This template guides you through the production of a quality management plan that communicates to your stakeholders, project team and third parties the importance you place on producing quality products and services. This plan ensures that you prepare a detailed and well thought out approach to quality management.
It enables you to clearly indicate the quality requirements and boundaries of acceptance for all products and shows how you plan to implement quality assurance and quality control.
Quality is no longer a poor relation in terms of organizational concerns. In fact it is now seen as a key part of retaining market share and improving ones competitive advantages. Quality management is a significant part on any project planning and formulates the boundaries of acceptance your team will tolerate for the deliverables, products and services they must use during the project.
Many organizations have to meet strict compliance demands and regulations and these industry standards must form part of the project's quality measurement and control. Poor managed quality or substandard resources cause severe problems and the repercussions can be felt outside the project team as well as within it. Quality affects every aspect of the project and emphasizes the need for it to be properly measured, managed and controlled at all times.
Many successful project managers ensure that the quality aspects of their project have their own plan that defines the procedures, policies and processes to be used for the duration of the project. This quality plan explicitly explains how it will be implemented for this project.
The depth of this explanation will vary according to the individual project requirements. As a component of the project plan its importance cannot be overstated and there are three key issues it addresses. They are:
1) Definition of project's quality objectives.
2) Description of how quality standards will be defined and assessed during the project.
3) Details how quality will be measured.
4) Outlines the testing roles, responsibilities and their associated resource requirements.
5) Describes what the acceptance criteria are for the individual work packages and deliverables along with their milestone requirements.
6) Outline of how independent validation will be conduct to ensure the project meets any compliance or regulatory requirements of the market or industry.
Within the plan all the processes and procedures that will be used for the project life cycle are defined to ensure that the team has a clear plan to follow in this area and that measures for assessing quality control and assurance are in place. It is important that the project manager gets the approval from all stakeholders and they become familiar with all quality facets.
The approach to quality management will match the needs of the organization and the project and a full description is included in this plan. This must be communicated and understood by all involved in the project so that it is clearly understood that no matter a person's interest or influence the quality will not be compromised.
One of its main purposes is to minimize the amount of rework and wastage both in terms of cost and time. Many projects appoint a quality group manager to work with the project team and be responsible for defining what metrics will be used to assess quality, when and how these measures will be taken and how the results will be analyzed and reported. Once this has all been agreed approval from the project sponsor can be sought.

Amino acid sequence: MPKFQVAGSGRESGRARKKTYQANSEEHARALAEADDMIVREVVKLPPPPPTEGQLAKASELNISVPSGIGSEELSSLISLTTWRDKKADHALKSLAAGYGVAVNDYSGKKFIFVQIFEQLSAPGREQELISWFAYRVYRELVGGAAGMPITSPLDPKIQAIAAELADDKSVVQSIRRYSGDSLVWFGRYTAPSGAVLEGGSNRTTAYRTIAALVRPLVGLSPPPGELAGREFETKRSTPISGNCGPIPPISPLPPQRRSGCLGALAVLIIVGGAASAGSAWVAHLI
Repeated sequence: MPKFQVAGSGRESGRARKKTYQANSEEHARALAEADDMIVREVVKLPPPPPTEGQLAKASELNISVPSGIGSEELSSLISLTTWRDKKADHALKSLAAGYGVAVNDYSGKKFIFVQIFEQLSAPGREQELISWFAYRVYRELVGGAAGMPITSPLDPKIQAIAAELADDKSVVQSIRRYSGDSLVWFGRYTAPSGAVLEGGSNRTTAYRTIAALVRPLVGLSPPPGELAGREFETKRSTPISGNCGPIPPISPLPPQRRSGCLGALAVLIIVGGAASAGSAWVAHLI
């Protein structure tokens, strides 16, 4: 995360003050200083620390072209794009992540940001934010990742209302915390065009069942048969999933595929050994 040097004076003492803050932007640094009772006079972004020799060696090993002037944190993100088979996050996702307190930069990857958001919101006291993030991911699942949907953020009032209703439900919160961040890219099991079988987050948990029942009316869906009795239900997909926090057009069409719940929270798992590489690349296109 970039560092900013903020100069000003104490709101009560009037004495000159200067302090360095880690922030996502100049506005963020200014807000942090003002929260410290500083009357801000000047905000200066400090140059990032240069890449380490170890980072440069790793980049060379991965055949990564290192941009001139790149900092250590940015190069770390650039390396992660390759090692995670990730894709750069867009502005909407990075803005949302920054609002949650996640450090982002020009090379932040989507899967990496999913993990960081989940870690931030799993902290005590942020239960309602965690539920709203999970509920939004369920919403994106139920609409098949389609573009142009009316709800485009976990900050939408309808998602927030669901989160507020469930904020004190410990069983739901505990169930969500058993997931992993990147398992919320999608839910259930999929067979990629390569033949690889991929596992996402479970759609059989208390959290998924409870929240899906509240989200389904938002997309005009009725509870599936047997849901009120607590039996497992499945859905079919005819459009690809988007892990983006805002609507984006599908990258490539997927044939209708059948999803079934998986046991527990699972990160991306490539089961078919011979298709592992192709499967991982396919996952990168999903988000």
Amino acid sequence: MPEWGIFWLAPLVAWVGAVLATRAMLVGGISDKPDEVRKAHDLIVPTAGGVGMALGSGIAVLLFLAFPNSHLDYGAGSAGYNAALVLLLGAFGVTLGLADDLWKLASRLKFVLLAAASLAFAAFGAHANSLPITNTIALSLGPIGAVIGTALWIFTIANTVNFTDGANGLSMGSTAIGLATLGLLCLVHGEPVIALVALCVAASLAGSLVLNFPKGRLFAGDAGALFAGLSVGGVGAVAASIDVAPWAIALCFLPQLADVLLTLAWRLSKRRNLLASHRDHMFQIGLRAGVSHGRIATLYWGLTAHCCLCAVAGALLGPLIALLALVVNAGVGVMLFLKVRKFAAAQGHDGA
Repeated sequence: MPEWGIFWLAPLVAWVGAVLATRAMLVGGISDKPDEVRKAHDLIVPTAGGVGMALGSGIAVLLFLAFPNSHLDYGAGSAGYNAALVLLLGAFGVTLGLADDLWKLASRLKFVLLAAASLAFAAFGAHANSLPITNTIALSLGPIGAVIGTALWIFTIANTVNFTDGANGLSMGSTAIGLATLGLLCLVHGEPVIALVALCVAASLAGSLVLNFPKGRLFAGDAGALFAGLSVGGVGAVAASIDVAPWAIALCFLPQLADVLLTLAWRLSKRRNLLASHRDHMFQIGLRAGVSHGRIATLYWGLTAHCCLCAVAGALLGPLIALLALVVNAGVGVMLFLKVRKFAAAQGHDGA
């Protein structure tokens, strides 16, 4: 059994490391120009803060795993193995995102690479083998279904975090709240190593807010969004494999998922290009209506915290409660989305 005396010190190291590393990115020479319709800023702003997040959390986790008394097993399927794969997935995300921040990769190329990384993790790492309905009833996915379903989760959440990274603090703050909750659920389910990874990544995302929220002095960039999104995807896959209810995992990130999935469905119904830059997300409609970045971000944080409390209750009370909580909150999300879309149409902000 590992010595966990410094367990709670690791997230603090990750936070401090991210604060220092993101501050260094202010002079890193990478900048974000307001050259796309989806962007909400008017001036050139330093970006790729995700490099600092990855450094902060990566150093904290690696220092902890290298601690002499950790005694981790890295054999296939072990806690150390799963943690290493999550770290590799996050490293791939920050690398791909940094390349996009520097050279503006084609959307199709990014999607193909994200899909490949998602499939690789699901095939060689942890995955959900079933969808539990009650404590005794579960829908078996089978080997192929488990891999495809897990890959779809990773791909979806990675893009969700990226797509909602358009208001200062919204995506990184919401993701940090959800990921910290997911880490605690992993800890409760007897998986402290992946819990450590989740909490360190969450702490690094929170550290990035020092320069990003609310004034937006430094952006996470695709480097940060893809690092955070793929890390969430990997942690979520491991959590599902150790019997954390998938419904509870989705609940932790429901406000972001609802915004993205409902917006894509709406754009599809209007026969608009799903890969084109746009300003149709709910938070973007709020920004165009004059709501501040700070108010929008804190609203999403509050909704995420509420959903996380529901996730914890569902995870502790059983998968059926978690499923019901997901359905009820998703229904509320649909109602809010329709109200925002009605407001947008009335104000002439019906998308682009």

It is important to ensure that everyone involved on the project team and the quality group understands that they can highlight quality issues that will follow a predefined review process to judge whether the improvement adds more value to the project than its implementation cost. To ensure all lessons are learnt within this area, the plan makes specific reference as to how such issues are documented throughout this submission and evaluation processes.
Within the world of project management there are a variety of proven procedures to help them to plan for and manage quality. They are mainly statistically based so a project manager will need a working understanding of statistics, but he can call on experts to help him or her out if they are unfamiliar with some techniques.
Another very common technique that is used when planning quality management is 'benchmarking'. This is extremely useful to the project manager because they take an industry or organizational standard as their point of reference. This enables her or him to take planned practices they want to use in the project and compare them to other similar projects to gain an understanding of best practices, provide a measurement base and to help the formulation of new ways to improve quality. It can also be used during the project to compare actual performance with these standards to assess quality levels.
Successful project managers understand the importance quality management plays in communications with their stakeholders and see this plan as a significant tool in engaging this group of key people in the quality management process. Quality reviews for a key part of assessing and managing quality control and this management plan will define the essential individuals who must take part in such meetings. Quality control systems often include the use of external audits and inspections as a cost effective way to achieve quality assurance.